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GBS - After the IV Article consultation in Vietnam ended on July 6, the International Monetary Fund (IMF) lowered Vietnam’s GDP growth rate to 6.3 percent in 2017 compared to the previously projected 6.5 percent in May. The economic growth forecast in 2018 still remains at 6.3 percent.
The scale of Vietnam’s economy is expected to reach $215.4 billion at the end of 2017 and $232.7 billion in 2018, equal to the GDP per capita at $2,301 and $2,460 respectively.

Inflation is forecasted to be around five percent as the fees managed by the State such as education, health are adjusted following roadmap. Specifically, the average CPI will increase 4.9 percent in 2017 and 4.8 percent in 2018.

*What are the risks for Vietnam?

Although Vietnam’s short-term prospects are positive, IMF pointed out some risks for Vietnam in the near future.

Among external risks, IMF said that the concern about rising risks in emerging markets or the appreciation of the US dollar may lead to the capital withdrawal and put pressure on exchange rate. In addition, the increased protectionism and the U.S’s withdrawal from the TPP agreement may affect the FDI inflow and reduce the reform momentum of State-owned Enterprises (SOEs).

Besides, the global slowdowns and the deceleration of the China’s economy may drag down exports. Low oil price may lessen the state budget revenue, but also have positive effect on trade balance.

Regarding domestic risks, IMF said risks in the banking sector stemmed from the slow process of financing and bad debt settlement, and high credit growth rate. High public debt limits the government’s room in addressing the weaknesses of the banking sector and SOEs, meeting the economy’s major investment demand.

That monetary policy still heavily depends on exchange rate stability, rising inflation may put pressure on exchange rate and cause investors to withdraw capital. The delay in the reform of state-owned business sector will limit the development of the private sector and negatively influence on investment psychology.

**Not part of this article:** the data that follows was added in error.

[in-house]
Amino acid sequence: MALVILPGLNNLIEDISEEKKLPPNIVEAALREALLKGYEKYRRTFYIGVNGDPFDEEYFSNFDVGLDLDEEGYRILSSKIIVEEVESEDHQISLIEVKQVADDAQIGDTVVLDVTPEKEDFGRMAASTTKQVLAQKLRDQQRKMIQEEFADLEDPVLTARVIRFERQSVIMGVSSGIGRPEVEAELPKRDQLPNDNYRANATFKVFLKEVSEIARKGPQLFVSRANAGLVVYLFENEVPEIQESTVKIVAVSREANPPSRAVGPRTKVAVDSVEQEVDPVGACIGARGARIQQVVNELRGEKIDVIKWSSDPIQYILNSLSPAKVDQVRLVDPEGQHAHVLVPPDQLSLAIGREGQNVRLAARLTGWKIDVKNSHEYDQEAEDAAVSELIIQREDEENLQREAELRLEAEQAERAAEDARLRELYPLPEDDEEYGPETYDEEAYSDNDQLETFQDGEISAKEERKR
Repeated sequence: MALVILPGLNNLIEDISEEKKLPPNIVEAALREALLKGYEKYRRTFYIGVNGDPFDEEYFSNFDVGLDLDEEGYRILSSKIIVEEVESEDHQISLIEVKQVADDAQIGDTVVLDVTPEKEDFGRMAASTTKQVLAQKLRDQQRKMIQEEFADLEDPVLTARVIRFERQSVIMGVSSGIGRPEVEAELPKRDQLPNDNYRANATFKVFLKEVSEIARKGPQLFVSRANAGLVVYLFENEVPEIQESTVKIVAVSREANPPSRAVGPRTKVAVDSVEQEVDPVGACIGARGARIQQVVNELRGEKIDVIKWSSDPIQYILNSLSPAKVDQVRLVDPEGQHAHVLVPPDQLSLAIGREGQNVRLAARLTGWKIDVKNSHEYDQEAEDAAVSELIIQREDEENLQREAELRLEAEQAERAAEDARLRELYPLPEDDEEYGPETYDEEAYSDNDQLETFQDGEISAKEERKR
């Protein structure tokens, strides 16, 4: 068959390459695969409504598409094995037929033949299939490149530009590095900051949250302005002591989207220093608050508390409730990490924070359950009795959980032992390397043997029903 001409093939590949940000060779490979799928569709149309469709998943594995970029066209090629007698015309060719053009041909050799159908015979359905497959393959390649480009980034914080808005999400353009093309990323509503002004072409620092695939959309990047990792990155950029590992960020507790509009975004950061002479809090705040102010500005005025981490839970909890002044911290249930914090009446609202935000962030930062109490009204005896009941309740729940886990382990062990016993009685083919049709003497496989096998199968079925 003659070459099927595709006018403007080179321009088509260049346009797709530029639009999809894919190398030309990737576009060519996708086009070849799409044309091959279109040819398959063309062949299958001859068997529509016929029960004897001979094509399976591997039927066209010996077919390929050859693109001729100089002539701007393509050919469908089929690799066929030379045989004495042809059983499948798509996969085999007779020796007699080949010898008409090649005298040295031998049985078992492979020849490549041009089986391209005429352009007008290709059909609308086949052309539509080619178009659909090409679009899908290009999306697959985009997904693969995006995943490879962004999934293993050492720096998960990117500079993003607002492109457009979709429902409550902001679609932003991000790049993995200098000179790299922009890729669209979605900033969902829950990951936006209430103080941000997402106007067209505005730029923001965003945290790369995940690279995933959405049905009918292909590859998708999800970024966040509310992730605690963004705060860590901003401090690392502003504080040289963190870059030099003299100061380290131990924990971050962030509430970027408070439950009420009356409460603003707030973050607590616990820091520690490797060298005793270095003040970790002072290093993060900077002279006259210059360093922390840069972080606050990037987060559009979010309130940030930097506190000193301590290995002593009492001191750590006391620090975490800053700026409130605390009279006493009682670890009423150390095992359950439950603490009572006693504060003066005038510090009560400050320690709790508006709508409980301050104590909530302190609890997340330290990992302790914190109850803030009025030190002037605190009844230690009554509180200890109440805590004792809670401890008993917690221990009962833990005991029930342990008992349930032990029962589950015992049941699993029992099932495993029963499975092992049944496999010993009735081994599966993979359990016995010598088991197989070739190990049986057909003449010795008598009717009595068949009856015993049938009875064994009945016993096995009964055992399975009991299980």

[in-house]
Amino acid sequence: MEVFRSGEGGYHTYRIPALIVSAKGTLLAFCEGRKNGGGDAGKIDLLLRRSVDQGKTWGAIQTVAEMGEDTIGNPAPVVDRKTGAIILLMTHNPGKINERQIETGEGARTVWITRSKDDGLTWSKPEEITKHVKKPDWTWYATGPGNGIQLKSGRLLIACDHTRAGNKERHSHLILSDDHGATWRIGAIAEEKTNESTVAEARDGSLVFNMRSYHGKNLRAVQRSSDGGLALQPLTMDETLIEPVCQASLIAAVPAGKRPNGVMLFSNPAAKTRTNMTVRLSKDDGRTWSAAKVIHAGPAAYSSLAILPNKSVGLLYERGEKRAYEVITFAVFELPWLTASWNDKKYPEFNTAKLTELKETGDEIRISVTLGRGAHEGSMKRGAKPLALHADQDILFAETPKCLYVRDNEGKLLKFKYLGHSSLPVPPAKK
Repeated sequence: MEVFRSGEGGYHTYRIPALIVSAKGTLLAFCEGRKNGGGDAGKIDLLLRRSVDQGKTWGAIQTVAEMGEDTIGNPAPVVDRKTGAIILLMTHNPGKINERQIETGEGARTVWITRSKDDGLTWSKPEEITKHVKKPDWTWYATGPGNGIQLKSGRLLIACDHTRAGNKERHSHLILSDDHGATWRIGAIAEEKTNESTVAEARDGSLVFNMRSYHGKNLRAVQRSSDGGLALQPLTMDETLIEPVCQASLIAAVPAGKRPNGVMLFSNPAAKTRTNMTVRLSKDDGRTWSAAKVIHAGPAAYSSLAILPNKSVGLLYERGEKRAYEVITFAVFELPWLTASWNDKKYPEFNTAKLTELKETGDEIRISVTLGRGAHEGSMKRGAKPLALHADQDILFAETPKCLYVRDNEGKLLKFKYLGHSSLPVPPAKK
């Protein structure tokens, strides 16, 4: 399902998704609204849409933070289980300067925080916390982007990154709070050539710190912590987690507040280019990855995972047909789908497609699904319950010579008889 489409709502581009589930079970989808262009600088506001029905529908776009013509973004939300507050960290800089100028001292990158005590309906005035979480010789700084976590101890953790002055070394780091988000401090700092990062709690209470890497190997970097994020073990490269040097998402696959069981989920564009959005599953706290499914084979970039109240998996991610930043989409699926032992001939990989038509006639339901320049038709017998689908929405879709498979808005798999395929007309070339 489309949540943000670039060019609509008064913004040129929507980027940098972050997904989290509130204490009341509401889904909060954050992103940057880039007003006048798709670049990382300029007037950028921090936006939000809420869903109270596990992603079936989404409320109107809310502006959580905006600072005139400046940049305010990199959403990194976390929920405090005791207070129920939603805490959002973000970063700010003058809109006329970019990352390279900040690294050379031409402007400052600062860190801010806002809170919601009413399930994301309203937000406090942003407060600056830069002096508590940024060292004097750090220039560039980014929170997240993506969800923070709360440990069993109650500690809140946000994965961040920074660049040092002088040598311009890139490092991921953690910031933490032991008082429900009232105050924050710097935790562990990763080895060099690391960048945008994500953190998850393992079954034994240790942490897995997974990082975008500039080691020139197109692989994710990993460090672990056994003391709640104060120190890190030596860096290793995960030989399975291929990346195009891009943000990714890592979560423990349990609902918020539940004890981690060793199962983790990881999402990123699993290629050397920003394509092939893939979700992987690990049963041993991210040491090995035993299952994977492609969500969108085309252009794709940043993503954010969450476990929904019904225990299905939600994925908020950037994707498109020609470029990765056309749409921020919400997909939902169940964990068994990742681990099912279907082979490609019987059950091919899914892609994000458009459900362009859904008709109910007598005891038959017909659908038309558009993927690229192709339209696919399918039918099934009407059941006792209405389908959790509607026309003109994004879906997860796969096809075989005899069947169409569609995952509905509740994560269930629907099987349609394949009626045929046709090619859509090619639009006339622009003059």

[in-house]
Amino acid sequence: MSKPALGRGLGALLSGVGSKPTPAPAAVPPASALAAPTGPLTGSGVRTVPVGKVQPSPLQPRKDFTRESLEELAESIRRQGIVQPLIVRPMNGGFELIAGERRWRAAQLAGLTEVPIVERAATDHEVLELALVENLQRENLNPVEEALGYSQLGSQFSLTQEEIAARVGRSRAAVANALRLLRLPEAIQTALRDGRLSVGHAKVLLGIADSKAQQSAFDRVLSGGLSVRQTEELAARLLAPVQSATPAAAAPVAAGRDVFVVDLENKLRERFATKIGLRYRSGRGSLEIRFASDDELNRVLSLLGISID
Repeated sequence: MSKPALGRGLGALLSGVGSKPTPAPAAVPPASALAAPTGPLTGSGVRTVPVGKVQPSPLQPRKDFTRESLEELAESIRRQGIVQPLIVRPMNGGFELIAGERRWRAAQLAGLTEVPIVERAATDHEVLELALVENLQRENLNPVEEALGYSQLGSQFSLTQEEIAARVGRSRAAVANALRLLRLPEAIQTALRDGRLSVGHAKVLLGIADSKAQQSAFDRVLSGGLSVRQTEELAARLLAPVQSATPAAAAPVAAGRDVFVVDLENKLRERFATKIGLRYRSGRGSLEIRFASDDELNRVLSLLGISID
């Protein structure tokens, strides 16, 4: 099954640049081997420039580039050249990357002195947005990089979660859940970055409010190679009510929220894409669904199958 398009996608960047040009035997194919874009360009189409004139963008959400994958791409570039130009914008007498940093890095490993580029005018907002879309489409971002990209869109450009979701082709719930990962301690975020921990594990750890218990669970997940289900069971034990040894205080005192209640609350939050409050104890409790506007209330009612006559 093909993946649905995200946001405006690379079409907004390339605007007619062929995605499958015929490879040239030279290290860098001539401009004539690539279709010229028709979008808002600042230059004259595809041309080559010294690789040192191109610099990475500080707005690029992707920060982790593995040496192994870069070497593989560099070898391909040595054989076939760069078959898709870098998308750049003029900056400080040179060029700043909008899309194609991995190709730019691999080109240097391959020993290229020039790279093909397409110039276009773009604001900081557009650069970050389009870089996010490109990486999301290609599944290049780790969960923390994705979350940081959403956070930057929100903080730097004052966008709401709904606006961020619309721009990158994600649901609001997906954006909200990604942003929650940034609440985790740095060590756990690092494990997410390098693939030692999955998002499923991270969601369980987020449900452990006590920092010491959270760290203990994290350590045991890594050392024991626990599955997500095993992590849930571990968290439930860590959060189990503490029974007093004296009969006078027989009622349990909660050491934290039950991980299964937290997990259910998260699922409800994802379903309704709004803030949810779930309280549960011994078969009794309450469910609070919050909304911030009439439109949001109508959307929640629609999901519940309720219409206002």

On the contrary, IMF also affirmed that the successful implementation of the reform agenda for the banking sector and state-owned business, the consolidation of the fiscal and the modernisation of the monetary legal framework may increase the growth potential and resilience to external shocks.

In addition, exports of consumer goods to China increased rapidly and will benefit from China’s economic rebalance. The early implementation of the free trade agreement (FTA) with EU and other agreements will have positive impacts on exports and FDI inflows.

*What does IMF recommend?

IMF experts acknowledged Vietnam’s efforts in the economic growth acceleration while curbing inflation and undertaking reforms in order to facilitate the private sector, improving public finance and addressing outstanding problems in the financial system.

Experts said the current fiscal tightening is appropriate and support the plan to reduce the fiscal deficit to 3.5 percent GDP by 2020 and keep the public debt ceiling at 65 percent GDP.

IMF experts said Vietnam should remain monetary policy and pay attention to signs of rising core inflation. The agency also recommended Vietnam to improve its monetary policy regulation by allowing more flexible exchange rate and gradually moving to use inflation as target.

IMF also recommended Vietnam to accelerate the banking sector reform, strengthen the capacity of the Vietnam Asset Management Company (VAMC) and continue reforming to accelerate the debt recovery and enhance market disciplines.

- intellasia.net

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